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How Optical Illusions Work

        Science | Optics

The Hermann Grid was first reported by Ludimar Hermann in 1870  and concerned the phenomenon of gray blobs appearing at the intersection of black and white squares.
The Hermann Grid was first reported by Ludimar Hermann in 1870 and concerned the phenomenon of gray blobs appearing at the intersection of black and white squares.
Wikimedia Commons

Have a look at this picture. What do you see? A grid of squares? Great. Now look again at the white space in the "street crossings." Although this image, known as the Hermann Grid, is really just a black and white grid of squares, it appears as though there's something more – little grey discs, or blobs of darkness, in the intersections of the white lines. This grid is one of the most classic examples of an optical illusion, where your mind is being tricked into seeing something that's not there. You see the dark blobs in the white spaces, but when you stare right at the spot where the blob should be, it disappears because, in fact, it was never there to begin with.

This is just one of countless examples of the eyes playing tricks on the brain. Illusions deceive us for various reasons. Adjacent objects can influence how you see things. Messing with perspective can change your perception of an object. Sometimes illusions work because of shortcomings in the normal anatomy of our eyes. But let's not just blame those "windows to the soul." The brain, too, is guilty of causing us to be fooled by what we see. It can sometimes be too quick to make assumptions about how the world should be instead of how the world actually is, causing us to see things incorrectly.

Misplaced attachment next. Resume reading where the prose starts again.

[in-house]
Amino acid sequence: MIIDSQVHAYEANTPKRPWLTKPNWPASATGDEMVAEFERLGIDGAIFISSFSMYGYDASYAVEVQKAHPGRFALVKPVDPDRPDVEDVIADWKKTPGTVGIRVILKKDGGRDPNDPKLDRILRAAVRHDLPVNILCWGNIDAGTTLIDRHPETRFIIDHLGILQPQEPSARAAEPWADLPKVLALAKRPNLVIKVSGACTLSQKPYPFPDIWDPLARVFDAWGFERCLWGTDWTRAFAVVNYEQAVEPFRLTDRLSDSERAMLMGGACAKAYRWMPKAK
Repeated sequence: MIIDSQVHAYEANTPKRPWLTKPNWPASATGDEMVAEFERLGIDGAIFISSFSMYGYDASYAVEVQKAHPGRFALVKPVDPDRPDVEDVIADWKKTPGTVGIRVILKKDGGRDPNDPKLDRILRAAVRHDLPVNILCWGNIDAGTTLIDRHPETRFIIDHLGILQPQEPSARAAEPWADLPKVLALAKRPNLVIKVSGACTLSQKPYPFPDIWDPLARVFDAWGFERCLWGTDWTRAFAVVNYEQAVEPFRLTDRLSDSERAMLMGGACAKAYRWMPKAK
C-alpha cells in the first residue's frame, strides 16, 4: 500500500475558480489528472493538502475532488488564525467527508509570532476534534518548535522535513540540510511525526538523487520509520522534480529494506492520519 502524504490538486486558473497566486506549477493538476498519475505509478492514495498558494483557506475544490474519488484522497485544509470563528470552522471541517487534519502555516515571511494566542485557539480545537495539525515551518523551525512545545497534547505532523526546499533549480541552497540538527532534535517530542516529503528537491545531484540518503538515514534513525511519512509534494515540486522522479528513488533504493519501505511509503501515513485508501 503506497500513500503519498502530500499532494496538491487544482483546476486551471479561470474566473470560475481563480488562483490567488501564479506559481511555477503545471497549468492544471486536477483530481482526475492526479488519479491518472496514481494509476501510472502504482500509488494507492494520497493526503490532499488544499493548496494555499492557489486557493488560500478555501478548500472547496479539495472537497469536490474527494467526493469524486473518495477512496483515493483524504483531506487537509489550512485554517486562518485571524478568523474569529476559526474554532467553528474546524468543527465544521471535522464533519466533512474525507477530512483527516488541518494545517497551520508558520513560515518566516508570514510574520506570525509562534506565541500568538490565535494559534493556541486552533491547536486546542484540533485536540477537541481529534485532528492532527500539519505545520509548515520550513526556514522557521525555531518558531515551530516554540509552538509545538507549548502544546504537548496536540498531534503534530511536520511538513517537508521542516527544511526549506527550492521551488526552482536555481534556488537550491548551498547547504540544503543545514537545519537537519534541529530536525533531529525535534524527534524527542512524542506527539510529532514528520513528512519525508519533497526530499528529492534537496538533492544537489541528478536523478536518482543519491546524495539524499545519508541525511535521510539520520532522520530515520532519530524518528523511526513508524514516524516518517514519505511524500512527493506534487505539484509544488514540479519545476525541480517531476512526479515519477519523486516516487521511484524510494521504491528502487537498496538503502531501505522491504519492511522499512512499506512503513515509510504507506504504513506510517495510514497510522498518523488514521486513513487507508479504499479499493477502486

You've probably seen and been duped by dozens of examples of optical illusions, and you're not alone. Rewind back in history to the ancient Greeks. Even Aristotle referenced how easily the mind can be tricked by what it sees. He noted that when you looked at a waterfall and then shifted your gaze to static rocks nearby, it appeared as though the rocks were moving in the opposite direction than the waterfall.

Even nature is in on this trickery. We don't fully understand what happens in our brains when we see different optical illusions, but since the 19th century, scientists and artists have been learning more about this disconnect between reality and perception and what it tells us about the brain.

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